This plateau can last for several hours until enough moisture has been released from the meat so that the cooling effect dissipates. You will find that the stall occurs around 150°F to 170°F. Just be patient and allow the meat to work its magic!

How To Combat The Stall

There are some tricks to help make the stall a bit less agonizing, however, if you’re smoking low and slow there is not a quick workaround. You just have to be patient and plan ahead for the stall.

Use The Texas Crutch

A popular method is to wrap the brisket tightly in aluminum foil. The aluminum foil traps in moisture as it evaporates. This will minimize the cooling effect and trap in more moisture. This will help save some time.

However, aluminum foil does not breathe… at all. So all of that moisture will be trapped in and you won’t be able to develop a thick bark on the brisket. Some people love to have a crispy, firm bark on their brisket so they may opt to not wrap in aluminum foil. For burnt ends, I don’t think a bark is necessary, so why not wrap?!

Wrap In Butcher Paper (Peach Paper)

Wrapping the brisket in parchment paper is my favorite method for beating the stall. Parchment paper breathes a bit better than aluminum foil. This means that you will still retain a lot of moisture, but the smoke will also be able to penetrate. You can still develop a decent bark on the brisket when wrapping in butcher paper, so this is a good middle-of-the-road solution.

Whatever method you choose is fine! Just prepare for the stall and make sure your fridge is well stocked with some delicious beer!

Just trust the process and ride the stall out. In the end, you will still have a delicious piece of meat if you cook it low and slow!

Smoked brisket burnt ends in a white dish covered in BBQ sauce.

Expert Smoking Tips

  • Trimming a brisket isn’t difficult, just remove the fat layer between the thicker point and the thinner flat.
  • Remove any hard sections of fat and trim the softer fat cap down to about 1/4″ thick.
  • You can rub your meat with spices the night before to intensify the dry brine. Let the brisket sit in your fridge overnight.
  • Smoke with the fat side up.

What Else Is Cooking Over Here?

One of the best sides in barbecue ever invented on earth is macaroni and cheese! This smoked jalapeño popper mac and cheese is crazy creamy and has over 3 pounds of cheese packed into it! It also spent some time on the smoker, so it soaked up some amazing flavors.

There is something about a creamy macaroni and cheese that hits the spot and calls my name for multiple servings, and I am not ashamed to let you know that I always end up eating several portions…

While your smoker is busy cooking up some brisket, go ahead and put your air fryer to use! These air fryer baked sweet potatoes are so delicious and incredibly easy to put together. Bonus points for adding sliced brisket inside the potato with some melted cheese!

Time to be healthy? Well here are some delicious air fryer brussels sprouts with bacon! Soggy Brussels sprouts suck so over here we are making them crispy in the air fryer. Of course, there is bacon in these as well, maybe you are noticing a theme here today.

These things are delicious!

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Smoked brisket burnt ends in a white dish covered in BBQ sauce.

Smoked Brisket Burnt Ends

Yield: 10 Servings
Prep Time: 30 minutes
Cook Time: 14 hours
Total Time: 14 hours 30 minutes

Burnt ends are typically made from the thicker portion of the brisket, which makes for some flavorful and super tender burnt ends. These things are packed with an intense smoke flavor after cooking over wood for 15 hours. Then they are caramelized in a tangy, sweet Kansas City-style barbecue sauce.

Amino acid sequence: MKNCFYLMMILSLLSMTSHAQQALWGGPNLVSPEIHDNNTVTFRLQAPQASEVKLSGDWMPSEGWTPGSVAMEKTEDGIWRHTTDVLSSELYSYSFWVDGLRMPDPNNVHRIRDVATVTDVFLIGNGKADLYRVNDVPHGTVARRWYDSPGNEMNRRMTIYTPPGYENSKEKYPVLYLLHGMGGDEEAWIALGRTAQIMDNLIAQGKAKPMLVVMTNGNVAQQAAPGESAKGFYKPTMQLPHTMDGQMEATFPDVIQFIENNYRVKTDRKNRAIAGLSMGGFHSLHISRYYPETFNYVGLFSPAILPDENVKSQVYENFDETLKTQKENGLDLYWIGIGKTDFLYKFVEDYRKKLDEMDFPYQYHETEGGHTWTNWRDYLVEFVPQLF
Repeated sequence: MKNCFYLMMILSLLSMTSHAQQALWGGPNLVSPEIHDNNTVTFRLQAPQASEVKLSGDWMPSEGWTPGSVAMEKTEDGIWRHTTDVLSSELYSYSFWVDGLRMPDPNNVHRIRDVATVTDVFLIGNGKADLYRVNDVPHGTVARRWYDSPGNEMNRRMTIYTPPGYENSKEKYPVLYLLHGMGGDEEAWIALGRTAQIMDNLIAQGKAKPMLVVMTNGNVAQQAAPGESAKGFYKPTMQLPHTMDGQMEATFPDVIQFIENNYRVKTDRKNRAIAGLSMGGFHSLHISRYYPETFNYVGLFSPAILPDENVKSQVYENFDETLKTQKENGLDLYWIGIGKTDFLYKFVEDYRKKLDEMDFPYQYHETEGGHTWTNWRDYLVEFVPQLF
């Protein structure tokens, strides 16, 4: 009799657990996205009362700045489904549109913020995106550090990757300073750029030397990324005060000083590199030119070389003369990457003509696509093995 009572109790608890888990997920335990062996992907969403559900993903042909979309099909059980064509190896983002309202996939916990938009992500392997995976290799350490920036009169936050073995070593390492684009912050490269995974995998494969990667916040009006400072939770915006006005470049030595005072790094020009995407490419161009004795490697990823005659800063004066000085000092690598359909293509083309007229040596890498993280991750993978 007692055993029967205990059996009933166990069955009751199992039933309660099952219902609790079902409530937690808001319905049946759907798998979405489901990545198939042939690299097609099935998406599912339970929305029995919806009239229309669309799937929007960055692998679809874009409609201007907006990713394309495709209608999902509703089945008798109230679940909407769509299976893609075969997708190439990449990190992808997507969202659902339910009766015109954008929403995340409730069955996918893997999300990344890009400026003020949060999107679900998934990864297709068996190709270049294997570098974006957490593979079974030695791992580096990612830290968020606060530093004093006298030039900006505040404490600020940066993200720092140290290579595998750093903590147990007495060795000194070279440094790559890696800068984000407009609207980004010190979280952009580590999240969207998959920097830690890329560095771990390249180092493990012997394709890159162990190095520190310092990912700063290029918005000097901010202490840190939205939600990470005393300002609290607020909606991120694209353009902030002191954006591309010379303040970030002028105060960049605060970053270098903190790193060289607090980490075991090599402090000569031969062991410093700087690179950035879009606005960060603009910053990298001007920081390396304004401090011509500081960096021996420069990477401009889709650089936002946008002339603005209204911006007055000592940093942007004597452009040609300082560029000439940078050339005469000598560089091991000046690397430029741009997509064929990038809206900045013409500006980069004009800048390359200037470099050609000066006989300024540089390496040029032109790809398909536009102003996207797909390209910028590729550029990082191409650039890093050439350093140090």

• 1 brisket point
  • 1 cup barbecue spice blend
  • 2 cups Kansas City-style BBQ sauce


  1. Preheat your smoker to 225°F using your favorite wood. I use a competition blend by Pit Boss.
  2. Separate the point from the flat by running your knife between the two muscles.
  3. Trim any hard fat and tough pieces from the brisket and remove any silver skin.
  4. Trim the soft fat, called the fat cap, down to about 1/4" thick.
  5. Put the barbecue spice blend rub on the brisket and coat it entirely all the around.
  6. Place the brisket on the smoker and cook until the internal temperature reaches 160°F. This should take about 6-10 hours.
  7. Optional: spritz with about 1 cup of apple cider vinegar or apple juice every hour.
  8. When the internal temperature reaches 160°F, wrap tightly in peach butcher paper and smoke until the internal temperature reaches 195°F. This will take another 2-3 hours.
  9. Remove the brisket and unwrap the butcher paper, being sure to catch the juices into an aluminum baking pan. Cut the brisket into 1" cubes.
  10. Place the cubed brisket into the aluminum pan and toss it with the Kansas City-style BBQ sauce. Sprinkle the brown sugar on top. Be sure to work quickly to prevent the brisket from cooling too much.
  11. Set the uncovered pan on the smoker at 225°F for another 1-2 hours or until the juices are caramelized.
  12. Remove from the smoker and enjoy. Cheers!


  • Trimming a brisket isn't difficult, just remove the fat layer between the thicker point and the thinner flat and remove any hard pieces of fat.
  • Adding the rub and letting it sit overnight, covered in the refrigerator, will help to intensify the flavor of the meat.
  • Smoke with the fat side up.
  • To help minimize the stall, either wrap the brisket in aluminum foil or parchment paper.
  • Click here for the barbecue spice blend recipe
  • Click here for the Kansas City-style BBQ sauce recipe
Nutrition Information
Yield 10 Serving Size 1
Amount Per Serving Calories 164Total Fat 3gSaturated Fat 1gTrans Fat 0gUnsaturated Fat 1gCholesterol 18mgSodium 750mgCarbohydrates 28gFiber 1gSugar 23gProtein 6g

Nutrition information is a guideline only, is calculated automatically by third party software, and absolute accuracy is not guaranteed.